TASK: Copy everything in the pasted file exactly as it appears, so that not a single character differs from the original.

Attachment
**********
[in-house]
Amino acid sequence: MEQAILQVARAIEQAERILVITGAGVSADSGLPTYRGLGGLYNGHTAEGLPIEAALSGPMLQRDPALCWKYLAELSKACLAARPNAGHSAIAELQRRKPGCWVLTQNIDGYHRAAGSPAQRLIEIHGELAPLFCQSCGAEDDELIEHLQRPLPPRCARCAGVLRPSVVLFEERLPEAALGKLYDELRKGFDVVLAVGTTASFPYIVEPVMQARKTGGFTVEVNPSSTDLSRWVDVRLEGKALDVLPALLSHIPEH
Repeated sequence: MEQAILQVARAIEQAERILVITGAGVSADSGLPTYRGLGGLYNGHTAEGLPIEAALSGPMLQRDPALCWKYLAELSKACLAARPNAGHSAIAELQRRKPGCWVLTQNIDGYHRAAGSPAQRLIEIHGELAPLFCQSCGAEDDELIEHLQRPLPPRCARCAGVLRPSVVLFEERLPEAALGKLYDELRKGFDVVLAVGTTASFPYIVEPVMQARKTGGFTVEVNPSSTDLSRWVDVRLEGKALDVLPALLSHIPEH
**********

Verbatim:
[in-house]
Amino acid sequence: MEQAILQVARAIEQAERILVITGAGVSADSGLPTYRGLGGLYNGHTAEGLPIEAALSGPMLQRDPALCWKYLAELSKACLAARPNAGHSAIAELQRRKPGCWVLTQNIDGYHRAAGSPAQRLIEIHGELAPLFCQSCGAEDDELIEHLQRPLPPRCARCAGVLRPSVVLFEERLPEAALGKLYDELRKGFDVVLAVGTTASFPYIVEPVMQARKTGGFTVEVNPSSTDLSRWVDVRLEGKALDVLPALLSHIPEH
Repeated sequence: MEQAILQVARAIEQAERILVITGAGVSADSGLPTYRGLGGLYNGHTAEGLPIEAALSGPMLQRDPALCWKYLAELSKACLAARPNAGHSAIAELQRRKPGCWVLTQNIDGYHRAAGSPAQRLIEIHGELAPLFCQSCGAEDDELIEHLQRPLPPRCARCAGVLRPSVVLFEERLPEAALGKLYDELRKGFDVVLAVGTTASFPYIVEPVMQARKTGGFTVEVNPSSTDLSRWVDVRLEGKALDVLPALLSHIPEH